Photo Courtesy of Yolanda Renee
As much as curlies want to retain length, nothing looks worse than raggedy, frayed, knotted ends that need to go. Dry, porous, brittle, split, and tapered ends need to be cut. When your ends cannot maintain moisture and you notice wisps on your clothes and as you twists, it is time for a trim. Failing to trim your ends will make it difficult to retain length or maintain an even density down the length of the hair shaft. When those ends break off instead of being cut off with sharp, professional shears, the jagged point of breakage keep splitting, making you have to trim more hair over time instead of as the damage occurs. Before you head to the salon you should explore your options.  

1. Blow-out or straighten

Going to a salon to get your hair blow-dried is a great choice. If you fear double heat applications from a blow-dryer and a flat iron, then a skilled and experienced stylist can trim your hair while it is in a blow-out state. For the best precision and evenness, have your hair straightened before your stylist trims; this is the most visible and tactile way for your beautician to catch your dry ends. If you have multiple curl patterns with stark differences between them, then straightening may not be the best option, because when you wear your hair curly there will be unevenness.

2. DevaCut

Are you anti-heat? Try a DevaCut. DevaCuts are performed on dry hair to ensure the natural shape of your hair in its shrunken state is in intact. These cuts are intended for those who predominately wear their hair in a wash and go state. Everyone’s curls clump and fall in different ways, so a DevaCut is tailored to your specific style needs. If you prefer to wear your hair stretched or straightened, then this technique may not be the best for you.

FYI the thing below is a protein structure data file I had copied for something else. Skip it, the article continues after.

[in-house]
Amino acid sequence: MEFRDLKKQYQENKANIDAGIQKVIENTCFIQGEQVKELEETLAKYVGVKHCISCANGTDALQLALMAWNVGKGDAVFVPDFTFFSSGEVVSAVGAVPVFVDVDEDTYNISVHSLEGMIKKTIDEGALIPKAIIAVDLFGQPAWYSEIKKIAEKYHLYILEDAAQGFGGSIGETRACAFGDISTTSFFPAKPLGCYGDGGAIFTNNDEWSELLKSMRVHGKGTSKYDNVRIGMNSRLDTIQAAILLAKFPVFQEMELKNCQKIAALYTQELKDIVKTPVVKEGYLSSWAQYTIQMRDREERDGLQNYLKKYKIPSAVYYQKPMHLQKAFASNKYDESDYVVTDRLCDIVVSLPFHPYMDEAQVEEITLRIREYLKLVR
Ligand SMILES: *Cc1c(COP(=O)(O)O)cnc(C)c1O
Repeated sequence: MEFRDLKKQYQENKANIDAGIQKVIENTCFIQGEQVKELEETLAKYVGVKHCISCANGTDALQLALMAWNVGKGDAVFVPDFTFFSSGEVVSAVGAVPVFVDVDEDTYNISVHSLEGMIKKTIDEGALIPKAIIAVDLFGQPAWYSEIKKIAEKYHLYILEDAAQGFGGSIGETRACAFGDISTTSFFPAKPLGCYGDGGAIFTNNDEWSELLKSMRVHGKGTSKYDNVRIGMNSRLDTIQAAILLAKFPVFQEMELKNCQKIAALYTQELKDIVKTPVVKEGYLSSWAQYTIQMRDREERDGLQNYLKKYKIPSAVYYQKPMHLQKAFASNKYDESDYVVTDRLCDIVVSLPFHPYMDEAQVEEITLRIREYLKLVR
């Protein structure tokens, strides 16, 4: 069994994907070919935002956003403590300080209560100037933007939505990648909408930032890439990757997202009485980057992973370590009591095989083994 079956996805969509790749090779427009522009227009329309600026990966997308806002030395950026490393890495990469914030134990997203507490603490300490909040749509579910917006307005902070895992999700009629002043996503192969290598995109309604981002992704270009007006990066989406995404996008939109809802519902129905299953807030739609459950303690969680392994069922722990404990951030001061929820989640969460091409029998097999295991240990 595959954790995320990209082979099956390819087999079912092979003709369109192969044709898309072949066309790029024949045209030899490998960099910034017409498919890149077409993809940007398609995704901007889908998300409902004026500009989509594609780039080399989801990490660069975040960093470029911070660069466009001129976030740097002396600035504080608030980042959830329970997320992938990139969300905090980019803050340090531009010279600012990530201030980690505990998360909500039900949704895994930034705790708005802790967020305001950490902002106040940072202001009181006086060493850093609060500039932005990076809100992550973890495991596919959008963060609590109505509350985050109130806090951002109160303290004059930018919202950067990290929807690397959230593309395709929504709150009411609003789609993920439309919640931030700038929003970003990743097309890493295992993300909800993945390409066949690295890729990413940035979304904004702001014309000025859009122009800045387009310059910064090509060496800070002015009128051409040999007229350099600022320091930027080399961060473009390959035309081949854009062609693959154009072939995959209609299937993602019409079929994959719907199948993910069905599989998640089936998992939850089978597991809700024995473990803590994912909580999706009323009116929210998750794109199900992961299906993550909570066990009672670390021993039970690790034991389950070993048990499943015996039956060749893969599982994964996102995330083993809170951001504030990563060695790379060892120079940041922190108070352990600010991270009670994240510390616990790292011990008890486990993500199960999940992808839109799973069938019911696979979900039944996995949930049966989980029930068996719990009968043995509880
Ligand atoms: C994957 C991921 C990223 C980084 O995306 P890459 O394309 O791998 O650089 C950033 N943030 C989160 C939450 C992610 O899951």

3. Two-strand twists

The DIY method that many naturals take is cutting the ends of their hair while in twists. Trained professional highly discourage this approach, since the ends are wrapped around one another in product and not fully exposed, making it difficult to spot the damage. But if you are more concerned about aesthetic than accuracy, you may prefer this method. Most women will twist their hair wet, allow it to dry, and then cut the ends that look frayed and feel dry.

How often should you trim?

There are many "rules" out there, but the best answer is as needed. When you wear your hair loose most of the time it will require trims more regularly because your ends are more exposed. The width of your strands are another variable. Finer strands are not as resilient as coarse strands, so if you are not using low maintenance or protective styles, your hair will need to be trimmed more frequently than coarse hair. Using direct heat (e.g. blow-dryers and flat iron) consistently depletes moisture from your hair, also making you have to use the scissors more often. Every variable matters.

How often do you trim your hair?